Australian inflation hits 21-year high, peak yet to come

  • Q2 CPI rose 1.8% q/q, 6.1% y/y just below forecast
  • Core inflation up record 4.9% YoY vs RBA target of 2-3%
  • RBA seen 50bps rise next week, 75bps less chance

SYDNEY, July 27 (Reuters) – Australian inflation hit a 21-year high in the last quarter and is expected to pick up further as food and energy prices soared, fueling speculation, interest rates will need to more than double to bring the outbreak under control.

Wednesday’s grim report comes just a day before Treasurer Jim Chalmers will update the previous government’s budget forecast, and he’s already warning that inflation will get worse before it gets better.

“It will be confrontational,” Chalmers told reporters during the update. “Inflation revised up substantially, growth revised down and all the implications that entails.”

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Data from the Australian Bureau of Statistics showed the consumer price index (CPI) jumped 1.8% in the June quarter, just below market forecast of 1.9%.

The annual rate rose from 5.1% to 6.1%, the highest since 2001 and more than double the rate of wage growth.

A closely watched measure of core inflation, the trimmed average, rose 1.5% in the quarter, bringing the annual pace to the highest since the series began in 2003 at 4.9%.

This pushed core inflation away from the Reserve Bank of Australia’s (RBA) 2-3% target range and bolstered expectations that it would hike the 1.35% cash rate by 50 basis points. at a political meeting on August 2.

Markets are tilting against an RBA move of 75 basis points, although the US Federal Reserve is expected to rise by a similar amount later on Wednesday.

The RBA, like many central banks, has been caught off guard by the rapid recovery in inflation and has already had to raise rates three times, the most aggressive tightening in decades.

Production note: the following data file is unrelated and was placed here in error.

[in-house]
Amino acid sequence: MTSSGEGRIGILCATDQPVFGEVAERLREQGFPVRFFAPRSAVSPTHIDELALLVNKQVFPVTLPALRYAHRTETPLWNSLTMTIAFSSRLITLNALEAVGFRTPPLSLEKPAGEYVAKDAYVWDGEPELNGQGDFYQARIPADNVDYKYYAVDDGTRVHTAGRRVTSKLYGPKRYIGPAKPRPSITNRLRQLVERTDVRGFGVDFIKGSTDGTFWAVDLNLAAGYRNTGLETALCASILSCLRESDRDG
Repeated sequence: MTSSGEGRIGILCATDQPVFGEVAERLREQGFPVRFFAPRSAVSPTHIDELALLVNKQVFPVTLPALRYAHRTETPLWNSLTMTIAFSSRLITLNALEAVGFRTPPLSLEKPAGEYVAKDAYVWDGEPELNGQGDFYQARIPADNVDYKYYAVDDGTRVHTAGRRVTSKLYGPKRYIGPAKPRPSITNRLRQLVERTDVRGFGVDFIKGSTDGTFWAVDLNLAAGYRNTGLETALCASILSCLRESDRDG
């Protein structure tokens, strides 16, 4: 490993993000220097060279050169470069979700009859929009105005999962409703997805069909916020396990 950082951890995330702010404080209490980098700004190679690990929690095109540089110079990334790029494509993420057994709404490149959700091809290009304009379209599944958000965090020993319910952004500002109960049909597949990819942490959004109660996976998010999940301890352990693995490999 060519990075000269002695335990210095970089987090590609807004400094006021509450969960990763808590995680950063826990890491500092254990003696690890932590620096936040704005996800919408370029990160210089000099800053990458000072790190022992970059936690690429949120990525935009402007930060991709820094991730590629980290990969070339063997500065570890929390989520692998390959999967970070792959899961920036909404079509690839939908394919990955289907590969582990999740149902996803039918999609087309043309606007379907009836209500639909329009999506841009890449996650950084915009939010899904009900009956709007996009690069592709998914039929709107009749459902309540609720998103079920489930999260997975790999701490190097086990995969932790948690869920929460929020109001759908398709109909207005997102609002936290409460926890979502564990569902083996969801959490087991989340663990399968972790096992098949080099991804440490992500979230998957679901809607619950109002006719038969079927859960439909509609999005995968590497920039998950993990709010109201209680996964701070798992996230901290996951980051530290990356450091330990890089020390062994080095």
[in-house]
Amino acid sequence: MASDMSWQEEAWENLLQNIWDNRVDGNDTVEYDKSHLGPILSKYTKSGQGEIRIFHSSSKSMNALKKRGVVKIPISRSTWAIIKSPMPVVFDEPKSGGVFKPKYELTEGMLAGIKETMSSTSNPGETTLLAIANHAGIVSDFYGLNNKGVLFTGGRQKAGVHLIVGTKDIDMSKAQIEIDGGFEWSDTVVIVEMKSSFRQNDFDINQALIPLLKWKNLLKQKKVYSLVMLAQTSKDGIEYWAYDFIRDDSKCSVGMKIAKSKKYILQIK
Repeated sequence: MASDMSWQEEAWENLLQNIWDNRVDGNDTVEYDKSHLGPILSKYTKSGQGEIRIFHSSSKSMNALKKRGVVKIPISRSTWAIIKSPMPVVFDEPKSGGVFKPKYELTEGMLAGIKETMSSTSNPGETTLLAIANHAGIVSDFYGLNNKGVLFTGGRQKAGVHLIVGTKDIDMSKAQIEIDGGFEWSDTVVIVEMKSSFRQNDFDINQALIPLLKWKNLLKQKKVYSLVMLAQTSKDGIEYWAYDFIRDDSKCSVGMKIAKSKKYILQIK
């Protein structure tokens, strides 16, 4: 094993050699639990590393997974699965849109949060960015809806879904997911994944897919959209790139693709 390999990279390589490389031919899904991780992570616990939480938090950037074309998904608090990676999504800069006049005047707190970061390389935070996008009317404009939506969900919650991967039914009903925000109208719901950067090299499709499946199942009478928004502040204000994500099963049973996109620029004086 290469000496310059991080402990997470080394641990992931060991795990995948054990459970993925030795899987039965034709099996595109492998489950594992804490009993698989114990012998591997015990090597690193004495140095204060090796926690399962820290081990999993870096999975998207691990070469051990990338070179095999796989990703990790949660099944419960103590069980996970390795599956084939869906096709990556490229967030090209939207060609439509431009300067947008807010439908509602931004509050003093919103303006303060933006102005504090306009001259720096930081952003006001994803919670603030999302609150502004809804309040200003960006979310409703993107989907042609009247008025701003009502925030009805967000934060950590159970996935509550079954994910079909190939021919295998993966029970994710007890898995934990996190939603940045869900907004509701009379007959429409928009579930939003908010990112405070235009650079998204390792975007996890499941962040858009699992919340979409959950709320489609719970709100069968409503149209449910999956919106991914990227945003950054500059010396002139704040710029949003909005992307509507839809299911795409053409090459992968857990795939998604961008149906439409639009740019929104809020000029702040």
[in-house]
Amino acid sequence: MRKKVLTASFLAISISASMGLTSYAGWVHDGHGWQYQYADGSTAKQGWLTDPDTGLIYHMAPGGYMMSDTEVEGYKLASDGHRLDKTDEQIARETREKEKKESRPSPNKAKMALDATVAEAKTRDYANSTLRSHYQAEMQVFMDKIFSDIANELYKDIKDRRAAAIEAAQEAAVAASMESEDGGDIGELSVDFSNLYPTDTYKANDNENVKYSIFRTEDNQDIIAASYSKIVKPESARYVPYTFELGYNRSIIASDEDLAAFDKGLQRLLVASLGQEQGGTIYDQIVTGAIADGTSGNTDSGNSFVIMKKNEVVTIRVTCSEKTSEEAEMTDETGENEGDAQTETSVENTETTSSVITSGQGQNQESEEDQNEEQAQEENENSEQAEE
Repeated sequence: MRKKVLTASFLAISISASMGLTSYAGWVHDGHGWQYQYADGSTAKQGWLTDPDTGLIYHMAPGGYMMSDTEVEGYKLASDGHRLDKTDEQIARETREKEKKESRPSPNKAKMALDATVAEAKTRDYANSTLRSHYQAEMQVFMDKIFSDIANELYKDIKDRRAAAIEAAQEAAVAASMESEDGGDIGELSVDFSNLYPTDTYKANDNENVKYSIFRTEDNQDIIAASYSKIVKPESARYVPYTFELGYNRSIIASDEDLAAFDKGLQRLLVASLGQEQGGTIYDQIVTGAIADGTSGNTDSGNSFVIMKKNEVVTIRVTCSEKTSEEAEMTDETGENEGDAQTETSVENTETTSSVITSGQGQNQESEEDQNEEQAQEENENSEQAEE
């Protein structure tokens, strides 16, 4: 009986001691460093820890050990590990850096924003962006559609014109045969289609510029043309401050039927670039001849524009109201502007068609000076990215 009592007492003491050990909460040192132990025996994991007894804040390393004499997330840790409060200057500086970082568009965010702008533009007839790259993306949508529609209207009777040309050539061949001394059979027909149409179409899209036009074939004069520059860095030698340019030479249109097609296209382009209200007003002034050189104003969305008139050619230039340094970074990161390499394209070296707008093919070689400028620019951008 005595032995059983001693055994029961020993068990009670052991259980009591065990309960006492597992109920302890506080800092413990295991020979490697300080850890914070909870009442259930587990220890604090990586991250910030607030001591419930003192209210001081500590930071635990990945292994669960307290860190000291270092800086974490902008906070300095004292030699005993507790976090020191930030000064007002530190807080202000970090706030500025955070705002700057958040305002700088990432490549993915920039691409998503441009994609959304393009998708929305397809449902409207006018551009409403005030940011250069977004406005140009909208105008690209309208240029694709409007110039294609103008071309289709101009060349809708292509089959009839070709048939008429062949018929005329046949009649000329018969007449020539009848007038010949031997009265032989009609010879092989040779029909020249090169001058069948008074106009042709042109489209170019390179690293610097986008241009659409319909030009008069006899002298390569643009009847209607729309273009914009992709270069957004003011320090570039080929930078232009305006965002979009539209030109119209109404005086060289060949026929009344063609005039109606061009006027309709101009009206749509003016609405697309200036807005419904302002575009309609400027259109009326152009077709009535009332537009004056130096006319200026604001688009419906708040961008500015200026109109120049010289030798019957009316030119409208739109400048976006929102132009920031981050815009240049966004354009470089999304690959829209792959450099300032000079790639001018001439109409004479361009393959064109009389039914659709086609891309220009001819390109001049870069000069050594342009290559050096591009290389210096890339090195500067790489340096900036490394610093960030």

This is one of the reasons why Australia’s recently elected Labor government launched an independent review of the RBA to see if its policies and governance needed updating. Read more

RBA Governor Philip Lowe has indicated that rates will likely continue to rise towards a “neutral” level of at least 2.5%, while markets have forecast up to 3.75%.

“The challenge now is to calibrate the amount of tightening that will be needed,” said Paul Bloxham, head of Australian economy at HSBC, noting that “neutral” was a moving target and difficult to achieve in practice.

“Going too hard from here can lead to a recession – too little, a lingering inflation problem,” he warned. “A narrow path indeed.”

The challenge is all the greater as much of the pulse of inflation is global and beyond the control of the RBA. The CPI’s measure of gasoline prices hit a record high for the fourth straight quarter, while supply chain issues and rising shipping costs saw goods inflation hit the most high since 1987.

While petrol has calmed down in recent weeks, market disruptions are driving up the cost of electricity and gas, while widespread flooding has pushed up fresh food prices.

As a result, analysts are concerned that CPI inflation could top 7% or even 8% by the end of the year and could feed into wage and price expectations.

Alarmingly, an ANZ survey released this week showed that consumers now expect inflation to stand at 6% over the next two years.

Market measures of future inflation are more contained, with bond yields clearly signaling a coming economic slowdown but, for now, no recession.

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Reporting by Wayne Cole; Editing by Himani Sarkar and Sam Holmes

Our standards: The Thomson Reuters Trust Principles.

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